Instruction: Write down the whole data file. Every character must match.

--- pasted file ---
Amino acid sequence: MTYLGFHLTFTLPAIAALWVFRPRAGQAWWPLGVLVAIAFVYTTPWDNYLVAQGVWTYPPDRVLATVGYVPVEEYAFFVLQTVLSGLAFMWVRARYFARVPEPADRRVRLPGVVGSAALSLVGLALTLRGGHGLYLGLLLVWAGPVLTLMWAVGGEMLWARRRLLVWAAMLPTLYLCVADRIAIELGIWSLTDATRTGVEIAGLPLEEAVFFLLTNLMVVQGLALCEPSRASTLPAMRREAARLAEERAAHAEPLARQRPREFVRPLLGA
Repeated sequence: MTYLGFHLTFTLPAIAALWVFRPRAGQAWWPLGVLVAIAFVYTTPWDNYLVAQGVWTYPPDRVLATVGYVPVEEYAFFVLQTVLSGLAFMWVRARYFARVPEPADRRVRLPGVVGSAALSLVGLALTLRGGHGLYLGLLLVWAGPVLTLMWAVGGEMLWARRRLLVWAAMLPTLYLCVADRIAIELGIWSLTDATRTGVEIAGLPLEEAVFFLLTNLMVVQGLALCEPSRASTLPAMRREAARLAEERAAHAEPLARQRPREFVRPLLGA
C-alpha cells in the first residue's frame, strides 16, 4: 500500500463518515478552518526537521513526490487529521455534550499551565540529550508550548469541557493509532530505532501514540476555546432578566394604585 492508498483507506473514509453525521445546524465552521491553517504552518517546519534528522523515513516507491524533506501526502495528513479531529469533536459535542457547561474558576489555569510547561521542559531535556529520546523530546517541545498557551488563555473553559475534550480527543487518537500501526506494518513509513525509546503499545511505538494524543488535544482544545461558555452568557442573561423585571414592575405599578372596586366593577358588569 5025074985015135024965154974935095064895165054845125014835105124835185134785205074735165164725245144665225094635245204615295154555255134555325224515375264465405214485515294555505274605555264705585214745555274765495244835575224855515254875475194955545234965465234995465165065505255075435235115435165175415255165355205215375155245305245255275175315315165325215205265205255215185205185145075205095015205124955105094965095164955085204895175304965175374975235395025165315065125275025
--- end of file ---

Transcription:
Amino acid sequence: MTYLGFHLTFTLPAIAALWVFRPRAGQAWWPLGVLVAIAFVYTTPWDNYLVAQGVWTYPPDRVLATVGYVPVEEYAFFVLQTVLSGLAFMWVRARYFARVPEPADRRVRLPGVVGSAALSLVGLALTLRGGHGLYLGLLLVWAGPVLTLMWAVGGEMLWARRRLLVWAAMLPTLYLCVADRIAIELGIWSLTDATRTGVEIAGLPLEEAVFFLLTNLMVVQGLALCEPSRASTLPAMRREAARLAEERAAHAEPLARQRPREFVRPLLGA
Repeated sequence: MTYLGFHLTFTLPAIAALWVFRPRAGQAWWPLGVLVAIAFVYTTPWDNYLVAQGVWTYPPDRVLATVGYVPVEEYAFFVLQTVLSGLAFMWVRARYFARVPEPADRRVRLPGVVGSAALSLVGLALTLRGGHGLYLGLLLVWAGPVLTLMWAVGGEMLWARRRLLVWAAMLPTLYLCVADRIAIELGIWSLTDATRTGVEIAGLPLEEAVFFLLTNLMVVQGLALCEPSRASTLPAMRREAARLAEERAAHAEPLARQRPREFVRPLLGA
C-alpha cells in the first residue's frame, strides 16, 4: 500500500463518515478552518526537521513526490487529521455534550499551565540529550508550548469541557493509532530505532501514540476555546432578566394604585 492508498483507506473514509453525521445546524465552521491553517504552518517546519534528522523515513516507491524533506501526502495528513479531529469533536459535542457547561474558576489555569510547561521542559531535556529520546523530546517541545498557551488563555473553559475534550480527543487518537500501526506494518513509513525509546503499545511505538494524543488535544482544545461558555452568557442573561423585571414592575405599578372596586366593577358588569 5025074985015135024965154974935095064895165054845125014835105124835185134785205074735165164725245144665225094635245204615295154555255134555325224515375264465405214485515294555505274605555264705585214745555274765495244835575224855515254875475194955545234965465234995465165065505255075435235115435165175415255165355205215375155245305245255275175315315165325215205265205255215185205185145075205095015205124955105094965095164955085204895175304965175374975235395025165315065125275025